By Carol Traeger
The 2004 Mitsubishi Galant is roomier and more stylish.
Wheels rating: (out of 5)|
Ready for prime time, but in a supporting role
What I drove: 2004 Mitsubishi Galant LS, a four-door, five-passenger sedan with a four-speed automatic transmission
Base price: $20,997
Price as tested: $23,654
Options on test vehicle: Sunroof Package (power sunroof, integrated front map lamps with storage, dual illuminated vanity mirrors); Diamond Package (16-inch alloy wheels, integrated blue LED-illuminated titanium audio control panel, Mitsubishi/Infinity AM/FM/6-Disc CD changer w/ 8 speakers, diversity antenna, steering wheel audio controls, leather-wrapped steering wheel, titanium interior door handle, front door reflectors, panic alarm)
Summary: Ready for prime time, but in a supporting role
Drivetrain layout: Front engine, front-wheel drive
Engine: 3.8-liter V6 producing 230 hp and 250 lb-ft torque
Transmission: 4-speed automatic w/ Sportronic manu-matic shifter
Wheelbase: 108.3 inches
Length: 109.4 inches
Width: 72.4 inches
Height: 57.9 inches
Weight: 3,560 pounds
EPA mpg, city/hwy: 19/27
Warranty: Basic: 3 yrs/36,000 miles; powertrain: 5 yrs/60,000 miles
Assembled in: Normal, Illinois
Safety: Dual front airbags, front side-impact airbags, seatbelt pretensioners, antilock brakes
Cool: Standout exterior styling, spacious interior, peppy new V6
Uncool: Cheapish interior materials, squishy seats, hesitant transmission, no fold-down rear seat or curtain airbags
Despite Americans' continuing infatuation with trucks and SUVs, midsize sedans retain the title of best-selling vehicle segment in America. Also known as family sedans, these four-door conveyances account for one of every five vehicles on the road.
The Mitsubishi Galant has long played a bit role in this hotly contested segment. Its tight back seat, uninspired engine and wallflower styling made it no match for the class-leading Honda Accord, Toyota Camry and the redesigned Nissan Altima.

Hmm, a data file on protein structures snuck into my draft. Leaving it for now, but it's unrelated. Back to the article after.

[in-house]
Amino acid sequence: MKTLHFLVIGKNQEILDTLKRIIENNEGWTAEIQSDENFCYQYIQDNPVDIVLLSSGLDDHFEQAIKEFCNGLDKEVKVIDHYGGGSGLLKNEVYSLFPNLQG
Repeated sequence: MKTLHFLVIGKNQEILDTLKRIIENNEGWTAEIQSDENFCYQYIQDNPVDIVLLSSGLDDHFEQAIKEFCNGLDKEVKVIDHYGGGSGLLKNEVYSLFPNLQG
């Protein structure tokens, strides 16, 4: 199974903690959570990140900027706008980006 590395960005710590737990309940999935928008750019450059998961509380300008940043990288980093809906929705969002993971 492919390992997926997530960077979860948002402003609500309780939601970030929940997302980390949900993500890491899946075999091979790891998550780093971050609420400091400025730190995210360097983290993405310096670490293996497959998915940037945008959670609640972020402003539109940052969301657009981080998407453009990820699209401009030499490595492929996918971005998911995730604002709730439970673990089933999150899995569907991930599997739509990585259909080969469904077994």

For 2004, Mitsubishi aims to break into the big time with an all-new, completely made-over Galant.
Designed specifically for the North American market, the fifth-generation Galant is bigger, more powerful and more stylish than its predecessor.
Gone is the bland and conservative exterior, replaced by an edgy and athletic new skin. The high beltline and sloping roof convey sportiness, and the slightly raised, angular rear end (which looks almost Cadillac CTS-ish) gives it a forward motion stance. The front end is less impressive. The headlights look as if they were tacked on as an afterthought. This car looks better going than coming.
The cockpit's clean and modern design is undercut by the use of cheapish-looking materials and dubious surface treatments, including nubbly plastic on the dash and steering wheel, and plasticky faux-aluminum trim. The stereo controls, however, are attractive and easy to use
Bigger and better
The new Galant will stand out in a crowd, partly because it takes up so much room. I didn't realize how big it was until I parked my '04 Galant tester beside a 2003 model, which it positively dwarfs.